After a little browsing, we took out our cigars and settled in the lounge among some of the store's "regulars." They were eager to welcome us to their little corner of the world as we chatted, sipped espresso, and smoked. I asked two of the guys what they were smoking. Their cigars of choice that day were a Perdomo Habano Corojo and a Perdomo Lot 23. Later another fellow joined us. He told me he was smoking a Rocky Patel "Edge Counterfeit." I couldn’t resist asking him if he'd ever smoked a Rocky Patel Factory Select Corojo, since the cigars are similar. He replied "No," but he did say that he loved the Rocky Patel Cuban Blend cigars. Well, hearing that alone made the trip worthwhile.

We spent the better part of two hours there, and these guys who didn't know us from Adam were courteous and made us feel right at home. This cordial attitude confirmed my belief that most, if not all premium cigar smokers, are members of a unique fraternal order where a shared appreciation for fine cigars makes for instant bonding. Even better is, the only hazing in this fraternity is the haze of smoke encircling you.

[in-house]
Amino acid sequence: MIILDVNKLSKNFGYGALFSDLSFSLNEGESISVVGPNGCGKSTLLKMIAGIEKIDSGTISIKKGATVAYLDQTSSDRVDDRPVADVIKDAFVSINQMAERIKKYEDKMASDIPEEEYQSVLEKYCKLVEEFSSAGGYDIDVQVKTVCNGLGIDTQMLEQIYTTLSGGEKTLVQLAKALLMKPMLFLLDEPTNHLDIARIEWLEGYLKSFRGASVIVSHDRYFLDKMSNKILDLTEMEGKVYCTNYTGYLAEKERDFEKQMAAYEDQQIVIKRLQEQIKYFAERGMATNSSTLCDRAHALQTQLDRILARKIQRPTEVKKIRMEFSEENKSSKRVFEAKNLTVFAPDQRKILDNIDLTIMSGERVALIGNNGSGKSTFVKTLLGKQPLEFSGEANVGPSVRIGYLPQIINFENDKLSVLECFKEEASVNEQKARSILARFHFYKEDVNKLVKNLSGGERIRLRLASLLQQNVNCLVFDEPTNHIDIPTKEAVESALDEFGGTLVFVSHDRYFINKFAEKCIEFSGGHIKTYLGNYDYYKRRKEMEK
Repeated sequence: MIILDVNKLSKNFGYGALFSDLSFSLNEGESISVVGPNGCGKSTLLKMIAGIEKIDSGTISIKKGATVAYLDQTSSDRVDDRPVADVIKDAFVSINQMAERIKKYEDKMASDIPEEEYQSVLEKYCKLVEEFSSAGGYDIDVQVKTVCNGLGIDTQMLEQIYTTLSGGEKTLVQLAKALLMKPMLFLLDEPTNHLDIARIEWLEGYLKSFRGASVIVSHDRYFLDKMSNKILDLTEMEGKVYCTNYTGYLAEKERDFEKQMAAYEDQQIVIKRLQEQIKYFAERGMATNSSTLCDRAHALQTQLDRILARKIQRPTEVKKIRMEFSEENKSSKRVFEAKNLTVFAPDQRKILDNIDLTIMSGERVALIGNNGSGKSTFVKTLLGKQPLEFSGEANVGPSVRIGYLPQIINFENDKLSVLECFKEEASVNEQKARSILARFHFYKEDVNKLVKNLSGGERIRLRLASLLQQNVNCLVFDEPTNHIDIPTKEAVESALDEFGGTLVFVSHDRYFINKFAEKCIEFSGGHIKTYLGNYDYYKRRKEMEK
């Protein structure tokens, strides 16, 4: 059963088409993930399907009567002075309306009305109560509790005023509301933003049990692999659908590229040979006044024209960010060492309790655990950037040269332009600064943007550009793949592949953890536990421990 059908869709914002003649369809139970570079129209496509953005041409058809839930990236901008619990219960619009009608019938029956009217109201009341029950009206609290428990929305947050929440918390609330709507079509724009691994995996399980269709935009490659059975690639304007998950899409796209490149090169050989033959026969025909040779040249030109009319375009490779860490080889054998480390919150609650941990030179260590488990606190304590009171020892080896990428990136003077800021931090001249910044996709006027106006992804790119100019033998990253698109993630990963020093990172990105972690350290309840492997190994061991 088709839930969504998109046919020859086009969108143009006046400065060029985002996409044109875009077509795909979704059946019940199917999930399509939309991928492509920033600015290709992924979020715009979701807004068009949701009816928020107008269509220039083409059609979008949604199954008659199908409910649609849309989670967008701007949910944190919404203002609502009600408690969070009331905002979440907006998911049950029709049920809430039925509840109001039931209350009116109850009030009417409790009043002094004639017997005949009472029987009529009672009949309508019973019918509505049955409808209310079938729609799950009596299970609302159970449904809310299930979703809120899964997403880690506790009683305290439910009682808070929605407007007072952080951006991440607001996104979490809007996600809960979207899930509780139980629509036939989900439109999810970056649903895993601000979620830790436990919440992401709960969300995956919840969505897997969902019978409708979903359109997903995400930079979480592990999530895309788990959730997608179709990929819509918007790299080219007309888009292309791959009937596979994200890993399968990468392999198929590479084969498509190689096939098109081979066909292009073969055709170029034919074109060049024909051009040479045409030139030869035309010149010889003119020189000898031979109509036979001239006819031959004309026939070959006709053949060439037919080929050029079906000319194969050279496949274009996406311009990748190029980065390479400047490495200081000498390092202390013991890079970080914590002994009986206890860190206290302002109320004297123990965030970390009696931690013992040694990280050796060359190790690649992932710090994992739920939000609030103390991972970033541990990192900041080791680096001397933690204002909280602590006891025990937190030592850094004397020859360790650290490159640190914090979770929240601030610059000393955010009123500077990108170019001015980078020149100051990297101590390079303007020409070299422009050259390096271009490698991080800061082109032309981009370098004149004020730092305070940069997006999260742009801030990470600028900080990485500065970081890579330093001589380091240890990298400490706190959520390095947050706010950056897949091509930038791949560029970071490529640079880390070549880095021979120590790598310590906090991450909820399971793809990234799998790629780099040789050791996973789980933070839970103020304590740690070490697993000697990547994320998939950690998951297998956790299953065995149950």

So, all you need is a location and any given number of cigar smokers. They could be from anywhere in the world and it wouldn't matter one bit, would it? To paraphrase Mr. Dickens, it is a far, far better thing that we do, and a far, far better rest than we have ever known.

Your thoughts?

Wednesday, February 6, 2008

La Aurora Cigars Bows Informative New Website

I received an email this morning from Tabacalera Aurora (one of my favorite Dominican cigar makers) calling my attention to the debut of La Aurora's new company website.

According to Rene Castañeda of Miami Cigar, distributor for La Aurora Cigars, "We have included all the information about our products and some history background. We expect this site to be a great tool for every cigar smoker."

I checked out the site, and it's pretty slick. The colorfully designed home page loads mostly above the fold, and provides a fast and easy way to find out information on their cigars, including, La Aurora Preferidos, Cien Años, Aurora 1495 Series, León Jimenes, La Aurora (Classic), and Leoninos, among others. Also at the top of the page is a short list of news & events. Below the top section are graphical links to retailers of La Aurora resellers worldwide, a link to their most highly-rated cigars, and a link to the fascinating history of the company.

There's also an informative page describing the tobacco growing and curing process that's presented in an uncluttered, easy-to-follow manner.